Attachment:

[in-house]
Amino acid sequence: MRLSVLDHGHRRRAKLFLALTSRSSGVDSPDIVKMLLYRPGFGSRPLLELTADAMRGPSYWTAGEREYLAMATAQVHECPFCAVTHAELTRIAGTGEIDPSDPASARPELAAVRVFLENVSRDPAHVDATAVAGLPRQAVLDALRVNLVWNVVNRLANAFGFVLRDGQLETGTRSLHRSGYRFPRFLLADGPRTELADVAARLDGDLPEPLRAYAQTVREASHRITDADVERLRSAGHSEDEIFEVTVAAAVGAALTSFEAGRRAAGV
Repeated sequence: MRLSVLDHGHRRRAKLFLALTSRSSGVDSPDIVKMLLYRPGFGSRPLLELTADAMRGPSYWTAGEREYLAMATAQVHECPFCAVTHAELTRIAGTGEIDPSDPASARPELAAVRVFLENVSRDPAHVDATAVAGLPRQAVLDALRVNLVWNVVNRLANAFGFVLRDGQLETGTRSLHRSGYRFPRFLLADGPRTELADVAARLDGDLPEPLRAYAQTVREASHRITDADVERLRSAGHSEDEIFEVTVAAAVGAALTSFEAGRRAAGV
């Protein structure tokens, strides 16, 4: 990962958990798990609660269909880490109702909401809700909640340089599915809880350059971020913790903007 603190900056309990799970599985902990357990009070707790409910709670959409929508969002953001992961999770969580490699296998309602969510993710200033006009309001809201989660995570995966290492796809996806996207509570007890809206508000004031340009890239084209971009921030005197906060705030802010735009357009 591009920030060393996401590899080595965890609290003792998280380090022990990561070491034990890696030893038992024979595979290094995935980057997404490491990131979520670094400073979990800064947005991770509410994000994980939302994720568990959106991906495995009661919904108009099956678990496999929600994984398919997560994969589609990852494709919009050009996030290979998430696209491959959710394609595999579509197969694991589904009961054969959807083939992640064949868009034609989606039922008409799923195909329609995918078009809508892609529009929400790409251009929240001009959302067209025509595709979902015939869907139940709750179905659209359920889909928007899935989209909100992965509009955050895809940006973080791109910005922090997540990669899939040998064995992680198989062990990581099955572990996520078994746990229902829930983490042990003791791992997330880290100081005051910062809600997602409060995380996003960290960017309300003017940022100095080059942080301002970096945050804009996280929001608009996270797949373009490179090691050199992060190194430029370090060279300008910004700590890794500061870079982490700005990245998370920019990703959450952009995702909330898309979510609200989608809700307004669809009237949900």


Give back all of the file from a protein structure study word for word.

[in-house]
Amino acid sequence: MRLSVLDHGHRRRAKLFLALTSRSSGVDSPDIVKMLLYRPGFGSRPLLELTADAMRGPSYWTAGEREYLAMATAQVHECPFCAVTHAELTRIAGTGEIDPSDPASARPELAAVRVFLENVSRDPAHVDATAVAGLPRQAVLDALRVNLVWNVVNRLANAFGFVLRDGQLETGTRSLHRSGYRFPRFLLADGPRTELADVAARLDGDLPEPLRAYAQTVREASHRITDADVERLRSAGHSEDEIFEVTVAAAVGAALTSFEAGRRAAGV
Repeated sequence: MRLSVLDHGHRRRAKLFLALTSRSSGVDSPDIVKMLLYRPGFGSRPLLELTADAMRGPSYWTAGEREYLAMATAQVHECPFCAVTHAELTRIAGTGEIDPSDPASARPELAAVRVFLENVSRDPAHVDATAVAGLPRQAVLDALRVNLVWNVVNRLANAFGFVLRDGQLETGTRSLHRSGYRFPRFLLADGPRTELADVAARLDGDLPEPLRAYAQTVREASHRITDADVERLRSAGHSEDEIFEVTVAAAVGAALTSFEAGRRAAGV
């Protein structure tokens, strides 16, 4: 990962958990798990609660269909880490109702909401809700909640340089599915809880350059971020913790903007 603190900056309990799970599985902990357990009070707790409910709670959409929508969002953001992961999770969580490699296998309602969510993710200033006009309001809201989660995570995966290492796809996806996207509570007890809206508000004031340009890239084209971009921030005197906060705030802010735009357009 591009920030060393996401590899080595965890609290003792998280380090022990990561070491034990890696030893038992024979595979290094995935980057997404490491990131979520670094400073979990800064947005991770509410994000994980939302994720568990959106991906495995009661919904108009099956678990496999929600994984398919997560994969589609990852494709919009050009996030290979998430696209491959959710394609595999579509197969694991589904009961054969959807083939992640064949868009034609989606039922008409799923195909329609995918078009809508892609529009929400790409251009929240001009959302067209025509595709979902015939869907139940709750179905659209359920889909928007899935989209909100992965509009955050895809940006973080791109910005922090997540990669899939040998064995992680198989062990990581099955572990996520078994746990229902829930983490042990003791791992997330880290100081005051910062809600997602409060995380996003960290960017309300003017940022100095080059942080301002970096945050804009996280929001608009996270797949373009490179090691050199992060190194430029370090060279300008910004700590890794500061870079982490700005990245998370920019990703959450952009995702909330898309979510609200989608809700307004669809009237949900």